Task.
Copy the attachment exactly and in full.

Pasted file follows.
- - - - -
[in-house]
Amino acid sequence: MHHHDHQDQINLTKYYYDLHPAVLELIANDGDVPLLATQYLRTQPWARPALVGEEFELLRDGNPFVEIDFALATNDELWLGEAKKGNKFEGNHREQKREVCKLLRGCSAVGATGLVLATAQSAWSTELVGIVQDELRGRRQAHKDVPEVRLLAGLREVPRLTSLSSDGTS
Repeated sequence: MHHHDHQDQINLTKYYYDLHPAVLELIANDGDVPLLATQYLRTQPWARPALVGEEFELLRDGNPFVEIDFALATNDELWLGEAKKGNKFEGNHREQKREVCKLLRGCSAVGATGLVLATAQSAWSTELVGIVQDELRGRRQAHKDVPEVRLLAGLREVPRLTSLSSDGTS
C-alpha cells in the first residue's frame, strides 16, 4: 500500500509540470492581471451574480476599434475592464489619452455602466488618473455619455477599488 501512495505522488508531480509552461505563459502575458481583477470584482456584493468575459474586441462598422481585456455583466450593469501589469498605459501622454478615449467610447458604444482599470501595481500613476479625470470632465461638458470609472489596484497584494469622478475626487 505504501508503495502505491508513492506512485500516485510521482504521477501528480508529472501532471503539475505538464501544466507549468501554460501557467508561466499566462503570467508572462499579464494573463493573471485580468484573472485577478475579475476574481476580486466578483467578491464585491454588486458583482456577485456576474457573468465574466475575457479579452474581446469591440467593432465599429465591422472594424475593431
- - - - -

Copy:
[in-house]
Amino acid sequence: MHHHDHQDQINLTKYYYDLHPAVLELIANDGDVPLLATQYLRTQPWARPALVGEEFELLRDGNPFVEIDFALATNDELWLGEAKKGNKFEGNHREQKREVCKLLRGCSAVGATGLVLATAQSAWSTELVGIVQDELRGRRQAHKDVPEVRLLAGLREVPRLTSLSSDGTS
Repeated sequence: MHHHDHQDQINLTKYYYDLHPAVLELIANDGDVPLLATQYLRTQPWARPALVGEEFELLRDGNPFVEIDFALATNDELWLGEAKKGNKFEGNHREQKREVCKLLRGCSAVGATGLVLATAQSAWSTELVGIVQDELRGRRQAHKDVPEVRLLAGLREVPRLTSLSSDGTS
C-alpha cells in the first residue's frame, strides 16, 4: 500500500509540470492581471451574480476599434475592464489619452455602466488618473455619455477599488 501512495505522488508531480509552461505563459502575458481583477470584482456584493468575459474586441462598422481585456455583466450593469501589469498605459501622454478615449467610447458604444482599470501595481500613476479625470470632465461638458470609472489596484497584494469622478475626487 505504501508503495502505491508513492506512485500516485510521482504521477501528480508529472501532471503539475505538464501544466507549468501554460501557467508561466499566462503570467508572462499579464494573463493573471485580468484573472485577478475579475476574481476580486466578483467578491464585491454588486458583482456577485456576474457573468465574466475575457479579452474581446469591440467593432465599429465591422472594424475593431